Nollywood: A Primer

by Peter D. Marshall

from TeleSurTV.

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If, like me, you have been brought up on Hollywood or independent movies from more established and better-equipped film-making countries, and have never been to Africa, watching a Nigerian film for the first time requires an open mind. If a film is broken down into its constituent technical parts — acting, lighting, cinematography, writing, sound, sets, etc. — Nollywood films may only get one or two right in any given scene, which means they get a lot wrong: when the acting and background music work in a scene with no dialogue, the ensuing script and clunky camerawork get in the way; if the sound is good, the sets are awful.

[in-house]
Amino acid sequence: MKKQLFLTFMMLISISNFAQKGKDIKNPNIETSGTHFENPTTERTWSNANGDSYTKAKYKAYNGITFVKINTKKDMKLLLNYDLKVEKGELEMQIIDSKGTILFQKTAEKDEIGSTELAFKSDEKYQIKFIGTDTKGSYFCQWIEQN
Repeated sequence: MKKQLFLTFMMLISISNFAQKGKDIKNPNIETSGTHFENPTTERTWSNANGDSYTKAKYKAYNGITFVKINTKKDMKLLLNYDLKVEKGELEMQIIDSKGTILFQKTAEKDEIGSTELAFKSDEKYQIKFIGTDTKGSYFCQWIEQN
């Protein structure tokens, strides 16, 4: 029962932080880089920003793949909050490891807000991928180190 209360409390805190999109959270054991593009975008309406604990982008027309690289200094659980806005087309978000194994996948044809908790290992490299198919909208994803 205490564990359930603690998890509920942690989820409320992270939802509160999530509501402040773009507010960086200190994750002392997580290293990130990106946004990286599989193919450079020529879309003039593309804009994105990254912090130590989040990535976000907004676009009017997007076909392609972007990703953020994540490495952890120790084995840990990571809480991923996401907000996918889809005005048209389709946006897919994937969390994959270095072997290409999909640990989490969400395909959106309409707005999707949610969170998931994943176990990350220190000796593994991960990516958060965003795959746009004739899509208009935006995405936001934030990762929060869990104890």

But this is getting better with each new film and, with patience, you can grow not only to like Nollywood films, but get as embroiled in showbiz news and who’s who as you can with Hollywood. And, as a non-Nigerian, you’ll feel in charge of a precious secret (albeit a secret 20 million already know!).Read the rest of this article from TeleSurTV.

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